The first close-up portrait of Saturn's icy, tumbling moon Hyperion reveals a spongy-looking surface unlike that of any other known moon. Recorded by the Cassini spacecraft, the spongelike appearance might be the result of closely packed craters that have retained their clean shape, says Cassini researcher Peter Thomas of Cornell University. The debris from impacts that excavated the craters doesn't seem to have fallen back into the depressions as it has on other moons. The gravitational influence of nearby Titan, Saturn's largest moon, may prevent such filling, Thomas notes.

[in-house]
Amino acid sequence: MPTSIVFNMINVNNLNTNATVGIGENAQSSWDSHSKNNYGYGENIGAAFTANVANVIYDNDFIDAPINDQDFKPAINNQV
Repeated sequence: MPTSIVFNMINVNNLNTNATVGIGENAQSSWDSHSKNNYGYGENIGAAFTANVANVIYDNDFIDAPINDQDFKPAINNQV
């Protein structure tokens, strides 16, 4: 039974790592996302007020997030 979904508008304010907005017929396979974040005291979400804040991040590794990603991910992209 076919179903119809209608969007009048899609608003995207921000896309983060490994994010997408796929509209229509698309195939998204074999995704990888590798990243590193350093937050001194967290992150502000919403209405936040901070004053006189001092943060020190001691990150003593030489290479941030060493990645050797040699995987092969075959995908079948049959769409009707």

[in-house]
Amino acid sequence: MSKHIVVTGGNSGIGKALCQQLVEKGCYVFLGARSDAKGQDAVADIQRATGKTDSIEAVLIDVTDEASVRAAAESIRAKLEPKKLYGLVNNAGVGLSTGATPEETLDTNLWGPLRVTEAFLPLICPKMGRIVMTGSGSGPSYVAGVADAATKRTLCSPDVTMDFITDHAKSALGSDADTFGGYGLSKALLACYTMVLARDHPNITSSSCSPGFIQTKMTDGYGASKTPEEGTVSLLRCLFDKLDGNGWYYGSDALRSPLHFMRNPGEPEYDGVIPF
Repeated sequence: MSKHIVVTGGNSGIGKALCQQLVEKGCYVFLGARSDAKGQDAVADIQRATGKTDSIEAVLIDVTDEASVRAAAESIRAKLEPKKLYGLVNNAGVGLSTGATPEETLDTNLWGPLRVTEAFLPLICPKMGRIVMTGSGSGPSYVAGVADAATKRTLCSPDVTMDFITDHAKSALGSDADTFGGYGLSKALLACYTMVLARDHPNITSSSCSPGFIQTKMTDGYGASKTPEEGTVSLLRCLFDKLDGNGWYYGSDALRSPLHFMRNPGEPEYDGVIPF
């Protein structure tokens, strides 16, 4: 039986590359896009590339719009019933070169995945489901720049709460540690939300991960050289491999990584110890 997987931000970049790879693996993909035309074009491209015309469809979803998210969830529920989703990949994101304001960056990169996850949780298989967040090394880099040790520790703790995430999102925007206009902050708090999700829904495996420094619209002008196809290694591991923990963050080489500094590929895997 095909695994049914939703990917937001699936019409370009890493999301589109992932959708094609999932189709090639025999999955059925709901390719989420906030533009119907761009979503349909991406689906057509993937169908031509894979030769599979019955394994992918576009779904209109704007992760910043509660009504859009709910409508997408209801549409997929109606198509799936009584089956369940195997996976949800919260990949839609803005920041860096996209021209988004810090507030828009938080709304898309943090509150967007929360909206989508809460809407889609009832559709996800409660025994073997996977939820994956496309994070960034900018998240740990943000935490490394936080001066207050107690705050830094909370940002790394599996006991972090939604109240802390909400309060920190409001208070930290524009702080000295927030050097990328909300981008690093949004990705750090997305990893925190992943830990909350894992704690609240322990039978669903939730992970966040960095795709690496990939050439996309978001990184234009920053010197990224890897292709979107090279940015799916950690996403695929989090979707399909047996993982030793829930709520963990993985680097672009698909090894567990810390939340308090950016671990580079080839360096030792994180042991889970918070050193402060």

Cassini snapped this image of Hyperion, which has a diameter of 266 kilometers, on Sept. 26 as the spacecraft swooped within 500 km of the moon, the closest that the probe is expected to come during the 4-year mission.